Serena Williams won the Sony Open just over a week ago. A couple of days after her win, she went out in straight sets to world ranked no. 78 Jana Cepelova in her opening match on the clay courts of Charleston. Williams’ loss was something of a shock. Williams is the world number one after all. Not to mention a woman about to defend one of the greatest red clay streaks in history.
However, it was also not that much of a shock. She is, after all, Serena Williams, a player who could have become already, aged 32, the greatest player of all time, but who throughout her career has been through ups and downs; ups and downs which will not even out as she ages.
Right now Serena is a few numbers short when it comes to being in the greatest ever debate. That is currently being fought between Steffi Graf, Martina Navratilova, Chris Evert and Margaret Court. But while Serena trails them by some numbers to a significant degree, such as weeks at no. 1 and singles titles, she is only one number short in the most important category: slams won. Serena has 17, one short of Evert and Navratilova.
If Serena can grab number 18, she is right in the debate. A lack of records for titles won and weeks at the top can be excused when taking into account the tour is currently the most grueling and competitive it has ever been. Serena has spent long periods, sometimes up to nearly a year, off the tour injured, thus damaging her records, but they are records players cannot hope to chase on the grind that the WTA is now.
The courts have not changed but the amount players are on them has and those courts do not forgive the extra minutes spend pounding them. In the days of Navratilova, Evert and Graf, some early rounds of slams were over in seconds. But, the tour is not like that now. Ask Serena and she will recount what happened the day Virginie Razzano knocked her out of the first round of Roland Garros ’12.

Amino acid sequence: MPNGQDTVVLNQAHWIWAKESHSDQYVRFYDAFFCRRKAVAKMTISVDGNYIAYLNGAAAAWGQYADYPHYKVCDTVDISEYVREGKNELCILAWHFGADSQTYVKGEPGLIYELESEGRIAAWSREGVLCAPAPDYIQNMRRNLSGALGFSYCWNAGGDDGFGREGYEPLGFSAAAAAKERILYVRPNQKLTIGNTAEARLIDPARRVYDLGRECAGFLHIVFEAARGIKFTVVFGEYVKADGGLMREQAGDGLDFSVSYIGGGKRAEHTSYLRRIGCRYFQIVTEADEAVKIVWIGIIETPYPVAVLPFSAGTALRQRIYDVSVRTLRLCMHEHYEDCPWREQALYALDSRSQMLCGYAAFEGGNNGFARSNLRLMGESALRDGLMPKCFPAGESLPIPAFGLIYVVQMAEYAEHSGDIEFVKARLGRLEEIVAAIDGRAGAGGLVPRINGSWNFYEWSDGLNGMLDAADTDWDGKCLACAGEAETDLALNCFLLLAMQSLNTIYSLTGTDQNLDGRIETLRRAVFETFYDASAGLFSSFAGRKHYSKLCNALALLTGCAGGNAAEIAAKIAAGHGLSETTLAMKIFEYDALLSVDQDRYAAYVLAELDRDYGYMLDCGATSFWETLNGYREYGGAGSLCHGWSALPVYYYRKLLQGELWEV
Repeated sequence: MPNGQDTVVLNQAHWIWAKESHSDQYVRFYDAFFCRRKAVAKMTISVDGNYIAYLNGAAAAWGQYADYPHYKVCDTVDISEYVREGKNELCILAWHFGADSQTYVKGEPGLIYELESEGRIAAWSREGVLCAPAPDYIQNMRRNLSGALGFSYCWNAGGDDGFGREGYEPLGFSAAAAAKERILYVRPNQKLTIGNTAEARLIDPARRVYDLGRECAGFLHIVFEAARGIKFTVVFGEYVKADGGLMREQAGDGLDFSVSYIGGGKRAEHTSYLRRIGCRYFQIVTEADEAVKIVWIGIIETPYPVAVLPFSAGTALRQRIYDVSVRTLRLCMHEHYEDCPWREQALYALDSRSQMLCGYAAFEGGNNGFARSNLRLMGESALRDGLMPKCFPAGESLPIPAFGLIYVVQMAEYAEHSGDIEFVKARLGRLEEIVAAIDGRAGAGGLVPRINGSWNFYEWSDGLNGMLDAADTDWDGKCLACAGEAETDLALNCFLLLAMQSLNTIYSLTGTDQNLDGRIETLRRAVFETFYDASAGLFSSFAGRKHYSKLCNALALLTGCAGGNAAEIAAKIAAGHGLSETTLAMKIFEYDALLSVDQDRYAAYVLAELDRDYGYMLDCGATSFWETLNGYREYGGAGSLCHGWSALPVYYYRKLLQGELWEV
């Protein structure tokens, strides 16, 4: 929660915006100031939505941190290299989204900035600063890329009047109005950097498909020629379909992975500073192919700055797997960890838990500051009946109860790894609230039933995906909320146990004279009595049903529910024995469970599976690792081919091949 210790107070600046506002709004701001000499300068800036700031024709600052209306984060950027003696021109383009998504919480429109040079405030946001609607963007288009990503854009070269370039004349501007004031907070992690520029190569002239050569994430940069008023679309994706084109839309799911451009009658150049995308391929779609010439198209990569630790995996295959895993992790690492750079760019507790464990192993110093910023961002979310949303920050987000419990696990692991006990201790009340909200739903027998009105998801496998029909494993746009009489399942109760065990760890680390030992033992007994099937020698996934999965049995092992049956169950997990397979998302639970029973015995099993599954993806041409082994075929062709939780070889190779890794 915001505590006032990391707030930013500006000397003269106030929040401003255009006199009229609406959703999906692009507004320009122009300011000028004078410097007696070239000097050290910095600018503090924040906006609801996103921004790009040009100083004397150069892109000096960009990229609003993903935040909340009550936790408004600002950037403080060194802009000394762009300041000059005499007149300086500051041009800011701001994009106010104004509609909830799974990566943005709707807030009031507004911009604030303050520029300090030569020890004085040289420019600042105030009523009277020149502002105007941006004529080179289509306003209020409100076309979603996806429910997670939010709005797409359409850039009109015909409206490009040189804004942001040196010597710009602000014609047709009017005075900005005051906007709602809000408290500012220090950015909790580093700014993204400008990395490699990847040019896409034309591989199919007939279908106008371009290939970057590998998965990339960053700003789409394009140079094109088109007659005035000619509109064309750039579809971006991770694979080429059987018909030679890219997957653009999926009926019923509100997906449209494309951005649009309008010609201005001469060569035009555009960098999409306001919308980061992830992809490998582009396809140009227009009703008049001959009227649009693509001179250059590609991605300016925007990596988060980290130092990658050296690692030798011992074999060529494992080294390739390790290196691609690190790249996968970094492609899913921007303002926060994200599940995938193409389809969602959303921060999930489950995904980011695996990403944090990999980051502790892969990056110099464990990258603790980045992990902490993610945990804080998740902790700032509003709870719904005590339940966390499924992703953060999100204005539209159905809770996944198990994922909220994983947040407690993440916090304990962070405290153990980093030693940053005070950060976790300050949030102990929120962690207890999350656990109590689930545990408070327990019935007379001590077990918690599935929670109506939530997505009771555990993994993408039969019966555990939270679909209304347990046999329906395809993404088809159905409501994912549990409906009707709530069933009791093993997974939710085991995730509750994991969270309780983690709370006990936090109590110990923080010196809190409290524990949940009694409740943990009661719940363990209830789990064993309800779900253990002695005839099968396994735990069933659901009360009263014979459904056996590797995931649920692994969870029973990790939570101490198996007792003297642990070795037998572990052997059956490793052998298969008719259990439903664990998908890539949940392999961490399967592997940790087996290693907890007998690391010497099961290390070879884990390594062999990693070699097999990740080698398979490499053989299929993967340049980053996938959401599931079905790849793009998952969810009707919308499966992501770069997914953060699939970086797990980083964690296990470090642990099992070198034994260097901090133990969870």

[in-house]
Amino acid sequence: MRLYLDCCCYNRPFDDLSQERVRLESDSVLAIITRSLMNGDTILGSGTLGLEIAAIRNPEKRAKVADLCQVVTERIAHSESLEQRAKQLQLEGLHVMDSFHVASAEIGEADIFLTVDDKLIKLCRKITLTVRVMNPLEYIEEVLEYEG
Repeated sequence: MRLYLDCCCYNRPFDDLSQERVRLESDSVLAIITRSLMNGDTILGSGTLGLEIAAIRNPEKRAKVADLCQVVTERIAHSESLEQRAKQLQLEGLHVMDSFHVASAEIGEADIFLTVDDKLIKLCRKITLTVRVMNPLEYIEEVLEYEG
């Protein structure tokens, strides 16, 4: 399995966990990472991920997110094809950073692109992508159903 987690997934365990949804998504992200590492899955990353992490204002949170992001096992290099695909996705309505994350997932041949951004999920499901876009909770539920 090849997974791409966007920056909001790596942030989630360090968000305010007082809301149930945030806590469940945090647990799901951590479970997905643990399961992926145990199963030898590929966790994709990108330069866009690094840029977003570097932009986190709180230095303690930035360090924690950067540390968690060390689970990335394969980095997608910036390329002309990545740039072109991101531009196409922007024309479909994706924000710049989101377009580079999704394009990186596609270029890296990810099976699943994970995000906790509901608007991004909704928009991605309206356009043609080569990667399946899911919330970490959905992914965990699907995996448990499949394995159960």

That was the only time Serena has ever gone out in the first round of a slam. But once is enough. Slams are few and far between in a game obsessed by them, and players who aim for greatness have to try and win as many as they can over the course of a career. And Serena has 17 of them. Quite the number considering all those injury time-outs. And she has the longest gap between them, winning the first in 1999, the last in 2013.
That longevity is because while Serena has suffered in the modern game, she has also defined it. There have been few better athletes than Serena. Many of those slams were won at the peaks of her physical powers over a decade ago. Now, as pointed out by Martina Hingis, Serena’s smarter tennis compensates for her previously weighty shots. Shots she might have been wishing for as Cepelova laid into her a couple of days back.
Yet, despite her recent loss, she is still the favorite to get her eighteenth at the French Open. While titles such as The Australian Open have gotten more elusive the last few years as the courts and conditions punish a 32 year old athlete’s legs, the French Open is the perfect place for them, the clay so much softer on the feet. And with Serena’s recent proficiency in movement and point construction on the clay, the chances she can claim a couple more titles there in the course of her career are high.
18 slams and Williams is in the debate, a debate she said last season she was not in. But 18 would get her there. And most likely by then her other numbers, weeks at no. 1 and titles, would have risen, too. If she gets 19, she may even put an end to the argument. 22, equaling Steffi, and she will be the first and last name said when anyone asks who is the greatest female tennis player of all time.
Commentary by Christian Deverille